Exchequer returns point to limited Budget wriggle room

Latest numbers show Government’s tax take still trails projection by €209m

The latest figures show the Government collected just under €30.5 billion in taxes for the period, which was €209 million less than it expected at the start of the year.  File photograph: Getty Images

The latest figures show the Government collected just under €30.5 billion in taxes for the period, which was €209 million less than it expected at the start of the year. File photograph: Getty Images

 

Exchequer returns for the first eight months of the year suggest the scope for spending increases and tax cuts in October’s budget remains extremely limited.

The latest figures show the Government collected just under €30.5 billion in taxes for the period, which was €209 million less than it expected at the start of the year.

The below-par performance was again down to income tax, which came in below profile at €12.2 billion, which was 1.8 per cent or €221 million less than projected.

The Department of Finance blamed the apparent under-performance on its own tax-forecasting model for the universal social charge (USC), which overestimated the impact of wage growth on the tax.

On the upside, the figures showed VAT receipts, which reflect consumer spending, were ahead of target, generating just over €9 billion, which was 1.1 per cent, or €90 million, above expectations.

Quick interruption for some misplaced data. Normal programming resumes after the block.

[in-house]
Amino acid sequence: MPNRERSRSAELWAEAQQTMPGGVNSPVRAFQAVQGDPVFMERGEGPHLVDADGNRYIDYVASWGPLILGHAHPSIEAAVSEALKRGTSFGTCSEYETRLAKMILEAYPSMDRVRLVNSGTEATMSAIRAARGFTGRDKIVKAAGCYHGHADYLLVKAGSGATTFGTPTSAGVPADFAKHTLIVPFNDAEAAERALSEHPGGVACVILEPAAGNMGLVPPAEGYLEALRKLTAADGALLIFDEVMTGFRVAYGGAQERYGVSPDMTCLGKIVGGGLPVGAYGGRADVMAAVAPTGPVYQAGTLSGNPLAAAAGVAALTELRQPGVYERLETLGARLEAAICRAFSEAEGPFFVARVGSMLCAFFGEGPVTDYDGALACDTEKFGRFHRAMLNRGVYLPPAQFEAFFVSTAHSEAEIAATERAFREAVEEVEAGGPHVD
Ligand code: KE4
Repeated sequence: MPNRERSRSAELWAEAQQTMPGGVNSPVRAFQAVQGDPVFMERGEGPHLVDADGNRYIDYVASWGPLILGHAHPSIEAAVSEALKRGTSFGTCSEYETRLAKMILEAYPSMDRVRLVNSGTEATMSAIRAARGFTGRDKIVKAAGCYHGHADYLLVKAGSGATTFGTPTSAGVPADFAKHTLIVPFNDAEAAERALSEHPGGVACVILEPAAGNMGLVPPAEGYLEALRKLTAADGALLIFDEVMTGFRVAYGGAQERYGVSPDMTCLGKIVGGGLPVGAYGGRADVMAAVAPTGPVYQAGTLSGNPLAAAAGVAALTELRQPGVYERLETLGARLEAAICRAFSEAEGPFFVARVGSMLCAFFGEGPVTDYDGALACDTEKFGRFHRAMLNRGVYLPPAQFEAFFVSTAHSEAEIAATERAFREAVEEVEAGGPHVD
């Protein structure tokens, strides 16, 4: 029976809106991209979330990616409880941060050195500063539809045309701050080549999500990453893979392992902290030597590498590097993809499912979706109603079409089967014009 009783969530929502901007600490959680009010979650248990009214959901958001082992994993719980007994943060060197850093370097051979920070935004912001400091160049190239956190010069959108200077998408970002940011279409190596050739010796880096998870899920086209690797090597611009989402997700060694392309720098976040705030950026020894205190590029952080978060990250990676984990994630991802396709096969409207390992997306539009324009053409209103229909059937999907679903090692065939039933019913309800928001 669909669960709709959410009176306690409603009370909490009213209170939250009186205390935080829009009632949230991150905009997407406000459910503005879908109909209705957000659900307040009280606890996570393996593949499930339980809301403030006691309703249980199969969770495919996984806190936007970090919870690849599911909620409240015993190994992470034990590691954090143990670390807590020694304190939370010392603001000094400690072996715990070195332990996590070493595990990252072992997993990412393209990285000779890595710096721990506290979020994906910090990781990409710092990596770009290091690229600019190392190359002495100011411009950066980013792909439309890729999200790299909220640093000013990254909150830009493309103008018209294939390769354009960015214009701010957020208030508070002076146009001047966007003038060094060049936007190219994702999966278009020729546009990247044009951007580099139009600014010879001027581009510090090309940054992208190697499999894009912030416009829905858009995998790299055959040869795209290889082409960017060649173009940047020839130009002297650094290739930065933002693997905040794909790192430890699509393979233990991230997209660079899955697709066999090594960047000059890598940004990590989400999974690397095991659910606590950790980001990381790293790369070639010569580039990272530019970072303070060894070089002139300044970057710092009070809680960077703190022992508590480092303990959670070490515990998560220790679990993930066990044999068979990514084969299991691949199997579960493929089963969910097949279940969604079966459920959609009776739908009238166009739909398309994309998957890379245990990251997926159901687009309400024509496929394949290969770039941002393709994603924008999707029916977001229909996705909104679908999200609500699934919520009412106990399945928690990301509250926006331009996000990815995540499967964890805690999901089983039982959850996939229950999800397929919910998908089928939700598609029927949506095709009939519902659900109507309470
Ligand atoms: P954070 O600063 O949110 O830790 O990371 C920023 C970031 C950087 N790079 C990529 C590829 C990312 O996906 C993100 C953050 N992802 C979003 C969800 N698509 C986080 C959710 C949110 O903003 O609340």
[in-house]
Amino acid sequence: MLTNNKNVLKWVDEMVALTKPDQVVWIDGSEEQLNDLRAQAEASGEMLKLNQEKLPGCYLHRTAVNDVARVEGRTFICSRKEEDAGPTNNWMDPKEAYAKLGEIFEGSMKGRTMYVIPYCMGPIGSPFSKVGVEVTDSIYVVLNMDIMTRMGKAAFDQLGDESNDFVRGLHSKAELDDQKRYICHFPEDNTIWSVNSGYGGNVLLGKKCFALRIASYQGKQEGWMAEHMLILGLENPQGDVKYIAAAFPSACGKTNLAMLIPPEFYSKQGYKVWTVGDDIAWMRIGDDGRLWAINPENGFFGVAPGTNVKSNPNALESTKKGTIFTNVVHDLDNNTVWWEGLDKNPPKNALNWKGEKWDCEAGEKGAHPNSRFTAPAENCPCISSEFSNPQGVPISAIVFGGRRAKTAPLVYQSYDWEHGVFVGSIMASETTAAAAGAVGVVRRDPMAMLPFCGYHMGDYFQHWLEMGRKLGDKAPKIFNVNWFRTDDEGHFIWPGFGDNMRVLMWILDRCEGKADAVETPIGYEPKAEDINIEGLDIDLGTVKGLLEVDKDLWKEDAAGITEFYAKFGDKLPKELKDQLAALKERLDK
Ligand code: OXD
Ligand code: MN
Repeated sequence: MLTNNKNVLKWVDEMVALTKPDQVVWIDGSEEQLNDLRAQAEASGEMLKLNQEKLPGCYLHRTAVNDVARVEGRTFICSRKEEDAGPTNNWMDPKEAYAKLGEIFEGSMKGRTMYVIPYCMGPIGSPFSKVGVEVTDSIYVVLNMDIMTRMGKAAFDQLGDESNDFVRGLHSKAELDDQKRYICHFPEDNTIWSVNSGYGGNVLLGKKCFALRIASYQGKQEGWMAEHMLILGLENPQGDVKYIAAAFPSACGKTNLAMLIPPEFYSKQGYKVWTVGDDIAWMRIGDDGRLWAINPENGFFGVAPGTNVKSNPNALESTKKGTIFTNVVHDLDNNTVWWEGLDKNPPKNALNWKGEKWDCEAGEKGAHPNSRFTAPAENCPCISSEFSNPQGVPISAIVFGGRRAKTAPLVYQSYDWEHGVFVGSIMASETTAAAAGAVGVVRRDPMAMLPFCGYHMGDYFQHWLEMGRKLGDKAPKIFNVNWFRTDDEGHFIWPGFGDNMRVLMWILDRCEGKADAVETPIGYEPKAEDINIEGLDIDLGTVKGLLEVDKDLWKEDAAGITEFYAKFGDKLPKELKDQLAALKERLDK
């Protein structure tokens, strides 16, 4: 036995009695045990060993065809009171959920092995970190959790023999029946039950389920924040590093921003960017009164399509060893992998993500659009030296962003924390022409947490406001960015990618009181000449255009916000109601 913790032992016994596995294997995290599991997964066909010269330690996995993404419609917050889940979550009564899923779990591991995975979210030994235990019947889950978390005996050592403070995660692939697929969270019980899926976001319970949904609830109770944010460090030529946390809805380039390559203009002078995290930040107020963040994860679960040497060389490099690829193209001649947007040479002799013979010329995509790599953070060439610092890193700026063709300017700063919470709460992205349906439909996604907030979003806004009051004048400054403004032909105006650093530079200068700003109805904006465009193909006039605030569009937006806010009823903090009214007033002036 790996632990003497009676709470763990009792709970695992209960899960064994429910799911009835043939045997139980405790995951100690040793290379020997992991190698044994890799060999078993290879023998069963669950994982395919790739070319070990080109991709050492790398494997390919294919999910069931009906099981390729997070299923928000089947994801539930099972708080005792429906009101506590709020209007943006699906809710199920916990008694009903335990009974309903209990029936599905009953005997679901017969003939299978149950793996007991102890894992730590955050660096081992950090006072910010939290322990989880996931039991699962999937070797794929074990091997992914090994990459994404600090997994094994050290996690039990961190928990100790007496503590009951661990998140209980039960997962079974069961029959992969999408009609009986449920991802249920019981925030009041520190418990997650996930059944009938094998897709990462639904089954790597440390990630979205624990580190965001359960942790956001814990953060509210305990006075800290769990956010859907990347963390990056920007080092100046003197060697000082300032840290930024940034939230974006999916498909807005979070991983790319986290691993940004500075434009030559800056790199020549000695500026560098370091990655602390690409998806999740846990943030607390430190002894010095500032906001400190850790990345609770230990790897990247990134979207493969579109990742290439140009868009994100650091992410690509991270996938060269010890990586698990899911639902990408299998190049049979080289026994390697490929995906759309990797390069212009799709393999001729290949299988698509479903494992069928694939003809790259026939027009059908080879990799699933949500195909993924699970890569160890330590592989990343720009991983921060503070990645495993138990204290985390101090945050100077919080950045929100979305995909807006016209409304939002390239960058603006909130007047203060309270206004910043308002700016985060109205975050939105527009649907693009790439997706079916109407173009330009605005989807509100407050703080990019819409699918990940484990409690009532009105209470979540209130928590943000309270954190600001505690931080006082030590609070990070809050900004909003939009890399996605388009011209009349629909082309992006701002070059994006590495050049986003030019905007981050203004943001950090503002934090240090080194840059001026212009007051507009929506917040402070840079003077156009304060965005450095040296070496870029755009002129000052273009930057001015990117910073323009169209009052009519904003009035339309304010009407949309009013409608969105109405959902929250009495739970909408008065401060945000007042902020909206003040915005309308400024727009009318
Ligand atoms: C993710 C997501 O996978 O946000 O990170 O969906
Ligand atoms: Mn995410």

The numbers resulted in an exchequer surplus of €1.8 billion for the eight-month period compared with a deficit of €329 million for the same period last year.

Year-on-year improvement

The department said the year-on-year improvement of €2.1 billion was primarily down to the recent sale of more than 28 per cent of the State’s shareholding in AIB.

“The shortfall in tax receipts will limit the scope for significant giveaways in the forthcoming budget,” Merrion economist Alan McQuaid said.

The figures come amid a warning from the UK’s Institute for Fiscal Studies that an Irish Government plan to remove the PAYE and earned income tax credits on higher levels of income would create an effective marginal tax rate of 64.1 per cent on income between €100,000 and €120,000, far in excess of the current top rate of 52 per cent.

The institute was responding to the recent publication of the department’s Tax Strategy Group papers, which included details of a plan to taper the PAYE credit allowance.

“Higher marginal rates reduce economic efficiency by weakening the incentive for individuals to increase their earnings,” the institute warned.